- A record of the transaction
- A timestamp
- The hash of the previous block in the chain
It’s the fourth piece of information that makes blockchain so secure. Each block not only records its own hash, it also records the hash of the previous block.
As soon as the information in a block changes, the hash for that block also changes. And that means the hash for the previous block has to change as well.
So anyone wanting to tamper with the information in a particular block would have to go back and change the hashes for the entire sequence of previous blocks. And given the amount of time that would take, and the number of ‘nodes’ you would need to validate those changes, it’s simply impossible to do.
While this is a strength of blockchain, it is also blockchain’s greatest weakness.
Blockchain’s Greatest Weakness
With blockchain, verification or settlement is a slow process.
Because it is a distributed ledger, a new transaction has to be verified by hundreds, perhaps thousands of different nodes before it can be validated.
This means that transactions are not instant – they can take up to 10 minutes for verification. By contrast, in conventional banking a transaction is validated instantaneously. When you buy something with your credit card, the system instantly debits your account and instantly credits the account of the seller.
So now that we’ve covered what blockchain is and how it works, let’s look at some eye-opening blockchain facts and figures.
Some Key Blockchain Statistics
1. Origin of Blockchain
The idea behind blockchain was first put forward in 1991 when Stuart Haber and W. Scott Stornet outlined a method for cryptographically securing a series of blocks. They wanted to devise a system where digital documents could be time stamped in such a way that the timestamp could not later be tampered with (Source)
In 2008, Satoshi Nakamoto published the Bitcoin white paper. The identity of Satoshi Nakamoto is still a mystery. It is not even known if the pseudonym refers to one person or a group of people (Source)
2. Investment in Blockchain
Global spending on blockchain solutions is expected to reach $11.7 billion in 2022 (Source).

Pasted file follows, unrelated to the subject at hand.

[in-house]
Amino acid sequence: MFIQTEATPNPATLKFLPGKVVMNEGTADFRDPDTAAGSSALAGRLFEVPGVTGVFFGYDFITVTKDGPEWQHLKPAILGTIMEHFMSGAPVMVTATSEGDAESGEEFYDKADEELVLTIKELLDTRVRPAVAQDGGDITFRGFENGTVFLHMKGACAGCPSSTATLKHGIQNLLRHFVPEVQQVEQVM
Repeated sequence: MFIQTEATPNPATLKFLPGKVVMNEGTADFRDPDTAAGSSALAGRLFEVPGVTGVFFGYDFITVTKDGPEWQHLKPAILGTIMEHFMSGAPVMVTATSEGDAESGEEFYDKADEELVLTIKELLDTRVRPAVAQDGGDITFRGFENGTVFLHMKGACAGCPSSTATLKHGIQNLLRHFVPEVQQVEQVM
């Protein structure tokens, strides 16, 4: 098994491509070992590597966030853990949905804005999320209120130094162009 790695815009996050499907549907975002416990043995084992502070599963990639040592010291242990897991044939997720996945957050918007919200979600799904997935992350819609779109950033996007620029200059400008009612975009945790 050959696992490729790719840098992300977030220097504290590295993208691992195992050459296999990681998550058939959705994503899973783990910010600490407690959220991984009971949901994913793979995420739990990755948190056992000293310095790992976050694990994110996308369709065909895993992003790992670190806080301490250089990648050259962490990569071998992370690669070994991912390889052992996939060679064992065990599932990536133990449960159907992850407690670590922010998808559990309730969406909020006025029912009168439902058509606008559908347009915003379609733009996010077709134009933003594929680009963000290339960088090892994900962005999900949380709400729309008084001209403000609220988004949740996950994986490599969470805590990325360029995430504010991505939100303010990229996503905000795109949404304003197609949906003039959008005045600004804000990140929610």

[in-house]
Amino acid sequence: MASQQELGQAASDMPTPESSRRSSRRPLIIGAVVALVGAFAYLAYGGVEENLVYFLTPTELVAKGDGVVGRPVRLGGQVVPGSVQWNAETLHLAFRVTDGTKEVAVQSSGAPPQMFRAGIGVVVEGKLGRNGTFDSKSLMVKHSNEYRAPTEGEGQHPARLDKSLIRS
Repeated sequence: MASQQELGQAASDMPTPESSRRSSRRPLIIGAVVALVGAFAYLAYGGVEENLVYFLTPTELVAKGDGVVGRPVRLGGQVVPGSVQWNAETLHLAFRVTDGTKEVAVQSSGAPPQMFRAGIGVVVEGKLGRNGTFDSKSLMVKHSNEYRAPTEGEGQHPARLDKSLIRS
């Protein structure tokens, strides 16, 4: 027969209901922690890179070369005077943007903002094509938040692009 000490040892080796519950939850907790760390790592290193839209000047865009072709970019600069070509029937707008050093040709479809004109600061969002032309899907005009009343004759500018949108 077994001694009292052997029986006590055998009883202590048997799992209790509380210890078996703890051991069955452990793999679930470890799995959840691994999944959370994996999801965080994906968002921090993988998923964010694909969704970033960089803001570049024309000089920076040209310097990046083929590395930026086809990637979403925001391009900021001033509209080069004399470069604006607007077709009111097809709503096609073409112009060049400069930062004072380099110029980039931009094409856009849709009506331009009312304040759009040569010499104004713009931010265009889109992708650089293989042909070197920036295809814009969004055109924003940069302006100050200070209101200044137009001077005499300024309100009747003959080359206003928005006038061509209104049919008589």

IBM has about 1,500 employees working on more than 500 blockchain projects (Source).
Blockchain investment was up by 280% in the first three quarters of 2018 when compared to the whole of 2017 (Source).
3. Blockchain in the US
In 2019 the US accounted for 56% of the global blockchain investments (Source).
U.S. spending on blockchain-based products and services is expected to reach $41 billion by 2025 (Source).
4. Worldwide Adoption of Blockchain Technology
- In 2019 more than 50% of surveyed respondents considered blockchain an essential strategic direction, up by 10% compared to 2018 (Source).
- There are 4,727 blockchain startups registered on AngelList (Source)
- In May 2020, 54% of US organizations were hiring blockchain staff (Source).
- There were 7,722 Bitcoin ATMs globally as of May 5, 2020 (Source).
5. Blockchain & Countries
- Dubai is set to be the world’s first blockchain-powered government by 2021 (Source).
- The top ten friendly countries for blockchain startups are: (1) Malta, (2) China, (3) Switzerland, (4) Japan, (5) USA, (6) Singapore, (7) Belarus, (8) Cayman Islands, (9) Estonia, (10) United Arab Emirates (Source)
6. Blockchain & Banking
- Nine out of 10 major banks in North America and Europe are exploring the use of blockchain technology (Source).
- Blockchain could reduce investment banks’ infrastructure costs by 30% (Source).
7. Blockchain Forecasts
- 75% of IoT based companies are expected to adapt to the blockchain by the end of 2020 (Source).
- The adoption of blockchain technology could save the healthcare industry up to $100-$150 billion per year by 2025 (Source).
8. Timeline of Blockchain Developments
Here’s a brief timeline of the major events in the development of blockchain: